My Thoughts:
Ann Eliza Webb Dee Young
taken between 1869-1875
Ann Eliza Webb Dee Young Denning was a real person, the woman who called herself Brigham Young's 19th wife. I know this because, as I was listening to this book, I found myself more and more curious about how much of what Ebershoff had written was based on fact, particularly in light of the fact that Ebershoff has included many segments that purport to be items from the Mormon church's archives. You know how much love I have for any book that can make me want to do more research!

The 19th Wife was written in the period when it seemed like all novels had two story lines and, just like so many of those, this book suffers from one story line being stronger than the other. Here the historical piece is so fascinating, and Ebershoff spends so much of the book on it, that it often felt like Ebershoff had forgotten he even had another story going.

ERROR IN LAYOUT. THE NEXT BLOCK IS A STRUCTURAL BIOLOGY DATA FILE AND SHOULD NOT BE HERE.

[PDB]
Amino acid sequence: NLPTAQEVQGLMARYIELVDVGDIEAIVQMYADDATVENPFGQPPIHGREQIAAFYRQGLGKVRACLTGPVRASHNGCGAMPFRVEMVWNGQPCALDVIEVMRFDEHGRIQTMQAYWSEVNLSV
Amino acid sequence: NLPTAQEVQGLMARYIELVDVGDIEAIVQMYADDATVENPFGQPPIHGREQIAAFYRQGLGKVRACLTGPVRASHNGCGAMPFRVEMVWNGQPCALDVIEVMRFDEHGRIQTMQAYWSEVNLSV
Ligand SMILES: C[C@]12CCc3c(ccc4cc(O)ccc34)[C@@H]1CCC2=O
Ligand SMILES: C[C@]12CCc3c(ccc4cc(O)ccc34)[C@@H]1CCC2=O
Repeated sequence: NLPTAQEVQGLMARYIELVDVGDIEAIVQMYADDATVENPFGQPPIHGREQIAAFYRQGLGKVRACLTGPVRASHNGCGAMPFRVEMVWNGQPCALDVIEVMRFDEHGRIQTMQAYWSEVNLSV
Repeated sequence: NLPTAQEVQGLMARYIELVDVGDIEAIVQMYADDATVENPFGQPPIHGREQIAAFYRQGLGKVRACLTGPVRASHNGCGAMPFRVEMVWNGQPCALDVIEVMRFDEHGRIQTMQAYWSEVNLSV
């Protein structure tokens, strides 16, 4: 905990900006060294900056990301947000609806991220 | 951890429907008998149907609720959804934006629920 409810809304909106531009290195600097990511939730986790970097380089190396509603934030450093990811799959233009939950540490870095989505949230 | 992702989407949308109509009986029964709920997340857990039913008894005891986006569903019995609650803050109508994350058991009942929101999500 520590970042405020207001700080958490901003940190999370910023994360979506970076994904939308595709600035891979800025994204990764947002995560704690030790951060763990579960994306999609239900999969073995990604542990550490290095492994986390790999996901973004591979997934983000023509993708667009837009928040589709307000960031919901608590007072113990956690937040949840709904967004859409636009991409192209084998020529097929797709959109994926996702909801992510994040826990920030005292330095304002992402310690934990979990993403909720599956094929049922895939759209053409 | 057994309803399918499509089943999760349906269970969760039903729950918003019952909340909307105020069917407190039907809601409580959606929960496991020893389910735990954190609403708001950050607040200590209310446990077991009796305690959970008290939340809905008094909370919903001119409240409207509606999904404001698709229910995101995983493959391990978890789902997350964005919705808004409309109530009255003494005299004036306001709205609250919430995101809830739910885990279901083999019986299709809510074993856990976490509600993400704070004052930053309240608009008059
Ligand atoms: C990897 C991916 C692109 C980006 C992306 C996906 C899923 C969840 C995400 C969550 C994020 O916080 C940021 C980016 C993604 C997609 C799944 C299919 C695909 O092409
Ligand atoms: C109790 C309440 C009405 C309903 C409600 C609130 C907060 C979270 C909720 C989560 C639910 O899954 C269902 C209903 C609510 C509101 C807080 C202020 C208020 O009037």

Ann Eliza Young was an interesting character, a woman who defied one of the most powerful men in the country when she left the Saints, a woman who was thrice divorced in a time when divorce was rare. She was instrumental in the United States outlawing polygamy and toured the country and wrote a book in that pursuit. But she was also a woman who became estranged from both of her sons as adults and whose second edition of her book tried to erase her own flaws.